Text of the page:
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Revista Studii Teologice

REVISTA FACULTĂŢILOR DE TEOLOGIE DIN PATRIARHIA ROMÂNĂ



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"Consideraţii asupra conceptului zoroastrian de divinitate"

Considerations about the Zoroastrian Concept of Divinity

Autor(i): Alexandru L. ARION


Summary: Considerations about the Zoroastrian Concept of Divinity
“Zoroastrian dualism” is perhaps the most famous phrase about this ancient religion of Zoroaster. And although dualism seems to represent the characteristic feature of Iranian religion in ancient and medieval times, however, there were scholars who have downplayed the importance of its dual elements, reaching to state the monotheist nature of Zoroastrianism. Dualism is characterized on the one hand in a negative way, in that the Supreme Being is neither responsible nor the author of the entire world − as in the creationist religions −, but is limited in its possession and, on the other hand, in a positive manner, by accepting the reality of evil “by nature”, equipped with demiurgic power over the world. The description of Zoroastrian religion as radical, eschatological and procosmic dualism, does not raise too many objections but for the first attribute, i.e. that of radicalism. Ahriman is not a figure of the stature of Ahura Mazda, nor seems to have the same rank. He is not a person but a principle; he is the “evil spirit”. The dilemma of the Zoroastrian concept of divinity remains standing. And that’s because in reality the gathic teaching is to be defined as dualistic in its basic inspiration: it is presented as a “dualistic monotheism” pattern, in which the divine power is limited by the presence of evil in a plane that precedes and transcends that of material life, itself strongly and dramatically conditioned.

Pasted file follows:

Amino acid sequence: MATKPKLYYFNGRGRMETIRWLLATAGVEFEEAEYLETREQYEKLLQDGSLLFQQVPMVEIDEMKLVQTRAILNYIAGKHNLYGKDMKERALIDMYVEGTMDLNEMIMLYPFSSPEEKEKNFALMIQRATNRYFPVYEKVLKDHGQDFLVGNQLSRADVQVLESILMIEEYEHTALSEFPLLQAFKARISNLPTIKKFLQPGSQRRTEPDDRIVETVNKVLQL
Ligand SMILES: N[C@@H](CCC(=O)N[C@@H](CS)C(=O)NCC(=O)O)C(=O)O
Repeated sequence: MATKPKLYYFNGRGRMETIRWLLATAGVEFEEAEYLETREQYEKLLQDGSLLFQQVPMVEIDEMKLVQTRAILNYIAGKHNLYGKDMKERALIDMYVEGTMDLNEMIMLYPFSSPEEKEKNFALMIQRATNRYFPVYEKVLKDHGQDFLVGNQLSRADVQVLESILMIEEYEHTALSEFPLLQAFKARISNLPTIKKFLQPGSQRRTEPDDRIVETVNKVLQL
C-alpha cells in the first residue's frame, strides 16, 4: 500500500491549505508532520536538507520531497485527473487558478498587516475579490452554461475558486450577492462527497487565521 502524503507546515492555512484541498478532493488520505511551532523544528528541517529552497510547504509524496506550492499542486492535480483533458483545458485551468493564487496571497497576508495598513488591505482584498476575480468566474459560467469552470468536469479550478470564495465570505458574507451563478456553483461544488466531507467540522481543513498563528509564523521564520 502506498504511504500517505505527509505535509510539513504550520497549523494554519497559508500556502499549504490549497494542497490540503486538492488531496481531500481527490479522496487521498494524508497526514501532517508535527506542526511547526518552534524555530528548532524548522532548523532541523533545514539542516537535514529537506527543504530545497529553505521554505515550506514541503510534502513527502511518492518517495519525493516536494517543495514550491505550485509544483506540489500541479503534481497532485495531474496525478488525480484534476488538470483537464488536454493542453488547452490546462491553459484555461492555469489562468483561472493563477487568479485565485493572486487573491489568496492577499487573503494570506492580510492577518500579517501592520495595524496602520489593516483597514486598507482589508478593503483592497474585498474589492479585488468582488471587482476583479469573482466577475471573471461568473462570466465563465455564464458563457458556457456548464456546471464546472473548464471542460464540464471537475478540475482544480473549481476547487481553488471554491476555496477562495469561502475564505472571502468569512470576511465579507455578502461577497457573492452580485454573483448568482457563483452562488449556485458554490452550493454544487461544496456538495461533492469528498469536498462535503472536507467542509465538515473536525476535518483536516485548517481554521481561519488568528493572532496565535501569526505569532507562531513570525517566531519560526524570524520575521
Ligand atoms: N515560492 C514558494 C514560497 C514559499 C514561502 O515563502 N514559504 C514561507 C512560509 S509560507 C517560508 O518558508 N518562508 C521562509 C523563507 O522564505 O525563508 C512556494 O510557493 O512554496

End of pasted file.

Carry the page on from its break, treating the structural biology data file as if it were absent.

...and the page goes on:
The present paper takes into consideration the ethical vision and the cosmic form of Zoroastrian dualism and tries to harmonize the two so different standings of those who advocate either the dualism or the monotheism of this ancient religion, with the aid of the solution proposed by the Zoroastrian philosopher K.D. Irani. Thus, applying the famous C.G. Jung concepts of archetypes and archetypal world, Irani upholds that the two Spirits of Zarathustra exist at the level of this archetypal world and therefore they have both a “cosmic” and a “psychological” or “ethical” subsistence at the same time.

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Pagini: pp. 89-108